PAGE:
Former radio sex therapist finds her Eden in Hawaii

Robservations on the media beat:



  • The hottest show on Chicago radio in the ’80s was hosted by a middle-aged mom from the northwest suburbs. First airing Sunday nights on the former WKQX-FM and then five nights a week on WLS-AM (890), clinical social worker Phyllis Levy held forth with explicit advice about sex and compassionate conversation about relationships. Though it drew consistently high ratings, the show fell victim to a crusade by the National Federation for Decency and a crackdown on sex talk by the FCC. After a brief comeback in Boston, Levy left radio for good in 1996. She sold her private practice, All About Women, to Alexian Brothers Medical Center and eventually gave up counseling to move with her third husband to Hawaii, where they volunteer for Maui Cultural Lands and Pacific Whale Foundation, among other groups. “I’m completely absorbed in the land and the ocean,” Levy told me the other day. “Here, we call the caretaking of things “malama,” so I malamed so many people for years, and now I’m taking care of the land and trying to protect the oceans.” Now 72 and a grandmother of two, she added: “We’ve found our Eden, the place where we feel so blessed, where we feel healthy and the place that brings the best out of us.”



  • Of all the tributes to the late Bill Jauss, some of the most glowing came from former colleagues and students at his alma mater, Northwestern University’s Medill School of Journalism, where he taught freshman and sophomore writing labs for 15 years. “You would just hear the highest accolades about Bill Jauss,” associate professor emeritus Roger Boye told the Daily Northwestern. “It was the quality of journalism that he practiced on a day-to-day basis and then brought back into the classroom.” A Chicago sportswriter for more than 50 years — at the Chicago Daily News, Chicago Today and most recently the Chicago Tribune — Jauss became an unlikely media star as one of the original panelists on The Sports Writers on TV. A memorial service will be held at 4pm Monday at the First Presbyterian Church of Wilmette for Jauss, who died last Wednesday at 81.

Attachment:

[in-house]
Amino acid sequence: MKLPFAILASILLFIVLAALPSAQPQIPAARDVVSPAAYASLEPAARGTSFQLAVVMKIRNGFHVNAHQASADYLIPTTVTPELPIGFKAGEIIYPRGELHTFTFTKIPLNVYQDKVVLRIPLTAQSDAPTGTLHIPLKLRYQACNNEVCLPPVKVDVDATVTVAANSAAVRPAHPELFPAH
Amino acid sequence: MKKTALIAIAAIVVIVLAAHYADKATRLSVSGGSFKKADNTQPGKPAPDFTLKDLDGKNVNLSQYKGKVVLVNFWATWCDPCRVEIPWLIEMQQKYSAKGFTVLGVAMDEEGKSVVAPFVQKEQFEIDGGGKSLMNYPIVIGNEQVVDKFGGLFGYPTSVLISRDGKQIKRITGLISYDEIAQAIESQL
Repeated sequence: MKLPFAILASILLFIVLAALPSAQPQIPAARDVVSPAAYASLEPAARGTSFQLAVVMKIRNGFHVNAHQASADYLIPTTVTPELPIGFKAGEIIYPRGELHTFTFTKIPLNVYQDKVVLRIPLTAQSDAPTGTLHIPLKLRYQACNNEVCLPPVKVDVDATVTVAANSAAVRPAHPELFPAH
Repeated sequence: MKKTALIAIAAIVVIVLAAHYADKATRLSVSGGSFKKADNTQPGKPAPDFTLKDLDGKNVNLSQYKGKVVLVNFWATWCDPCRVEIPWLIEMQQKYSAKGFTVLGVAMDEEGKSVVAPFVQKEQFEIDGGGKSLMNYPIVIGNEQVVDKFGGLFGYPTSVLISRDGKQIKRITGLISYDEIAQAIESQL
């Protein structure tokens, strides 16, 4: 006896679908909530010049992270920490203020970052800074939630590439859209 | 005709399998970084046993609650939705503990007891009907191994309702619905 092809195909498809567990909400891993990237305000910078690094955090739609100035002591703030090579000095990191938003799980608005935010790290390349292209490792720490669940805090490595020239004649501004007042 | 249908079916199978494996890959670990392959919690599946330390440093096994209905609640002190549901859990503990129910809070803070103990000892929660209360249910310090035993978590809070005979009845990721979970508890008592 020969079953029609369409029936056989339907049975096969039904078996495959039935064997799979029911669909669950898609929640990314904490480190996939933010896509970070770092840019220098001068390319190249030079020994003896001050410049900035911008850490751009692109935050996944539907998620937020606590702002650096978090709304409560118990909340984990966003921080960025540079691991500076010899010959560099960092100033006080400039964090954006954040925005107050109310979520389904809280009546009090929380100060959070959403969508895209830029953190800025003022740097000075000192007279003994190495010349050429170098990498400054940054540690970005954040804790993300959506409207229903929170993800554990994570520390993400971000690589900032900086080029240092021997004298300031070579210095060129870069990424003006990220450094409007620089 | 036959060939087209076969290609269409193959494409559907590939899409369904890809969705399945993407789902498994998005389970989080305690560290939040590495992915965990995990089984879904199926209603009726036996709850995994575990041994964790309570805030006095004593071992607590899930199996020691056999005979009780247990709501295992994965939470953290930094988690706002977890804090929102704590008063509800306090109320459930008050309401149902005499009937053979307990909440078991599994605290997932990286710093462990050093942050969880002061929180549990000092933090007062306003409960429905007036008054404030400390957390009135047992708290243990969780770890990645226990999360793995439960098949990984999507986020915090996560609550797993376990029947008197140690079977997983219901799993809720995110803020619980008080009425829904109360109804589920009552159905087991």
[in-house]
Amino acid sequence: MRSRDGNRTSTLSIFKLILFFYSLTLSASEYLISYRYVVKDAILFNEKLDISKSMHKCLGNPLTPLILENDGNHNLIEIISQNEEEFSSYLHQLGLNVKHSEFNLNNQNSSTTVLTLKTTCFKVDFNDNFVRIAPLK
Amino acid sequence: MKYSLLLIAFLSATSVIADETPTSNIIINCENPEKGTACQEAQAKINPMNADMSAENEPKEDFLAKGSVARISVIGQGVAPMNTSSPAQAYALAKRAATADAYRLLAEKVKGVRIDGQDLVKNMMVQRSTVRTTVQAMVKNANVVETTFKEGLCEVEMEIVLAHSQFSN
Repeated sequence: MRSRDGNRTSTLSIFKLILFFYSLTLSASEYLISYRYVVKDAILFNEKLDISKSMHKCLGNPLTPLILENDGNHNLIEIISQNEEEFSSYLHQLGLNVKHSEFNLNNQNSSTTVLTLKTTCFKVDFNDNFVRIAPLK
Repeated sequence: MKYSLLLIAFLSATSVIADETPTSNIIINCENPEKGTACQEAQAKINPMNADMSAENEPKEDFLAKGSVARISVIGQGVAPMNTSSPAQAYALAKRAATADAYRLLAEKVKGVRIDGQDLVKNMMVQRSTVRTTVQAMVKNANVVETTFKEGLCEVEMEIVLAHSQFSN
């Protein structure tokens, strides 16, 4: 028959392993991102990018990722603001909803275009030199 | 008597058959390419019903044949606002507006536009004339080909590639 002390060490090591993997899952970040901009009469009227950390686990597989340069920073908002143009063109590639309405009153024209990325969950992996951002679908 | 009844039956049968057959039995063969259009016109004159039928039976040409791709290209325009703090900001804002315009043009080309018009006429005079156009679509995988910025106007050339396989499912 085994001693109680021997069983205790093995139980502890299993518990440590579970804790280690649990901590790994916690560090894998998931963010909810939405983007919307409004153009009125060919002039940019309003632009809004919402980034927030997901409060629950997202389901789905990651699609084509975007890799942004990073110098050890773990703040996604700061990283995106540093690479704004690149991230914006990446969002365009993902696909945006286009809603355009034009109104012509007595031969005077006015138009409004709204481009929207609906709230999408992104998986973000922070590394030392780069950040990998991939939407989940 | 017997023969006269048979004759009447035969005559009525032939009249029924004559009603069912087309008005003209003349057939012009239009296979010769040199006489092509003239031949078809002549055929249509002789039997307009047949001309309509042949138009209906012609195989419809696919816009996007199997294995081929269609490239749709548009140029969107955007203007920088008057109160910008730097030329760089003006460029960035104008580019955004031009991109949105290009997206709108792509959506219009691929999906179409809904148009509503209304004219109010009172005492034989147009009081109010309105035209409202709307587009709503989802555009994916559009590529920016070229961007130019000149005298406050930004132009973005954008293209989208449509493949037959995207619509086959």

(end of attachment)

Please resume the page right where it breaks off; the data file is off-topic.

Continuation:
• Q87.7, the Merlin Media alternative rock station, announced the lineup Monday for its Christmas show December 1 at the Aragon Ballroom. On the bill for The Night We Stole Christmas are AWOLnation, Morning Parade and Youngblood Hawke, among others. Tickets go on sale Friday on the station’s website, starting at $24.50.



  • Jason Goff, a 12-year veteran of CBS Radio sports/talk WSCR-AM (670), who worked up from intern to producer to reporter/fill-in host, has been hired as nighttime host of WZGC-FM, the new sports/talk station in Atlanta. He announced his departure Wednesday on Laurence Holmes’ show. “It’s hard to leave but I am extremely excited about the new opportunities that await me in Atlanta,” Goff said in a statement. “I will never have better friends and family than I had while at the Score.”



  • Lilia Chacon, the former Fox Chicago reporter, and Tony Sculfield, morning host at Clear Channel urban contemporary WGCI-FM (107.5), moderated a panel discussion on violence last week at Kennedy-King College. A Plea for Peace: A Town Hall Meeting on Violence in Chicago will air November 25 on City College of Chicago’s WYCC-Channel 20. Participants included Chicago Police Superintendent Garry McCarthy and rap artist Rhymefest. Since late 2010, Chacon has been communications director for the office of Chicago city treasurer Stephanie Neely.



  • It was nice to see a number of former colleagues in the crowd last Thursday at the Book Bin in Northbrook wishing veteran Chicago newsman Dennis Byrne well on the publication of his first historical novel, Madness: The War of 1812. Byrne calls it “a story of probably America’s most botched, least remembered and misunderstood wars,” as told through several fictional characters. A veteran of the Sun-Times and Chicago Daily News, Byrne still free-lances as an op ed columnist for the Tribune and a blogger for ChicagoNow. His book can be ordered online from Tate Publishing now or will be available on Amazon in late November.



  • Trine Tsouderos, who covered science and medicine for the last three of her nine years as a Tribune reporter, has left to join GolinHarris public relations as healthcare media director. Tsouderos, who previously worked for People magazine and the Nashville Tennessean, is married to Jon Yates, who writes the Tribune’s What’s Your Problem? column.



  • Courtesy of the Chicago/Midwest chapter of the National Academy of Television Arts and Sciences, here’s the link to a complete list of this year’s regional Emmy Award nominees. Richard Roeper will emcee the 54th annual Emmy ceremony November 18 at Alhambra Palace, 1240 West Randolph Street.



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